Particularly in a variable power lens which is suitable for users with fluctuating vision, a fixed power prescription element can provide an offset spherical power for the variable lens. For example a variable power lens with an adjustment range of +/-6D could be combined with a -3D fixed power prescription element to give a variable power lens with a range of -9D to +3D. Therefore a fixed power prescription element can be used to bias the range of the variable power lens in the case where the distribution of required powers is skewed. This enables a variable power lens with a smaller range to cover a wider proportion of people than a lens with a wider range as overall a larger range of lens powers will be accessible. For example the apparatus could comprise a fixed power prescription element matching the power of the user's average prescription and a variable power lens with a wide enough range to cover the user's refractive fluctuations.
If a fixed power prescription element is provided, the prescription element can comprise one or more components from a spherical correction, a cylinder and axis correction or any other higher order aberration correction. The different corrections may either be provided in a single element or separately in different elements. The higher order corrections could be provided to a surface of the optical apparatus. This could be in addition to or instead of providing a separate prescription element.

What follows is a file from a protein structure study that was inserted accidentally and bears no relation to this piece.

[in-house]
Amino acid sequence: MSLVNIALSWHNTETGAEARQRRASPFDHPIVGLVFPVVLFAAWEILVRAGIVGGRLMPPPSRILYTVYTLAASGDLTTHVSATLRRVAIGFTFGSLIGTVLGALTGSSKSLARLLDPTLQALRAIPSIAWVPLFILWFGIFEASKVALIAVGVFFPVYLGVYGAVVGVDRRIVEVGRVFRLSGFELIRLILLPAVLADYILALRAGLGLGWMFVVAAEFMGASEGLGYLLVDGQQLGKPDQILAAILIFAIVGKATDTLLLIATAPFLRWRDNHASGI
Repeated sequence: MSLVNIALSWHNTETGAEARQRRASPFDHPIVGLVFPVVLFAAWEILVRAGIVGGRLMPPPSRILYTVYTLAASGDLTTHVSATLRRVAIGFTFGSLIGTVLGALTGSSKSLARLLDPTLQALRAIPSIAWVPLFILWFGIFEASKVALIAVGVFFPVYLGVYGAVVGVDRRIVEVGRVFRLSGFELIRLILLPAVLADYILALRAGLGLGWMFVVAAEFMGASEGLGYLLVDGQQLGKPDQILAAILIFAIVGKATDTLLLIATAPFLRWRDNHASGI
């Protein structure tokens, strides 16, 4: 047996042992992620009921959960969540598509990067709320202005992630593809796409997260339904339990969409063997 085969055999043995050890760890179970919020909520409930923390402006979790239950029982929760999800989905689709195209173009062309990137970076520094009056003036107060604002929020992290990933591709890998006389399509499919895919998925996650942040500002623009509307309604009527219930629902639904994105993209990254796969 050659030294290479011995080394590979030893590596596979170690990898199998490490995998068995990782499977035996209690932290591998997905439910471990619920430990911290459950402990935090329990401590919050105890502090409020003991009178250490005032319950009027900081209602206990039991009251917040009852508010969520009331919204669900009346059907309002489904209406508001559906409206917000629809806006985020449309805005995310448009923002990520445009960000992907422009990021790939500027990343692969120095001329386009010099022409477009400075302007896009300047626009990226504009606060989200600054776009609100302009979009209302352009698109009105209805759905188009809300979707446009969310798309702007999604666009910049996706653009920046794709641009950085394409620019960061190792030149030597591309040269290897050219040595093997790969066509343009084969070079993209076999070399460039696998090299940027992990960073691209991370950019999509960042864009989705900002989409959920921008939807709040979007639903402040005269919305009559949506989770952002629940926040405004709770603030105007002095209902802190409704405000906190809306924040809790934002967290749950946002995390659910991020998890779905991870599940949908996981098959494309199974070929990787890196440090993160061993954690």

In the set of embodiments in which a fluid filled lens is provided, the fixed power prescription element(s) could comprise the protective cover(s) for the lens, e.g. if a double membrane lens was being used or as a cover for a single membrane lens. Alternatively it could be attached to the cavity wall or it could comprise the cavity wall opposite a membrane if a single membrane lens was being used. This latter option is preferable as it does not add an extra optical component to the lens, i.e. a cavity wall is needed in a single membrane lens, so it is advantageous that this comprises a fixed power prescription element. As discussed previously, providing a prescription element can help to reduce the total range of the variable power lens, which in a fluid filled lens means that less fluid is needed, which helps to reduce the size of the lens. It is also easier to manufacture a single membrane lens than a double membrane lens.
If the fixed power prescription element(s) are provided as protective cover(s) for the fluid filled lens, these could be detachable to enable the prescription elements to be interchanged easily to suit different user's prescriptions, e.g. if the apparatus is being used in a hospital repeatedly for different users.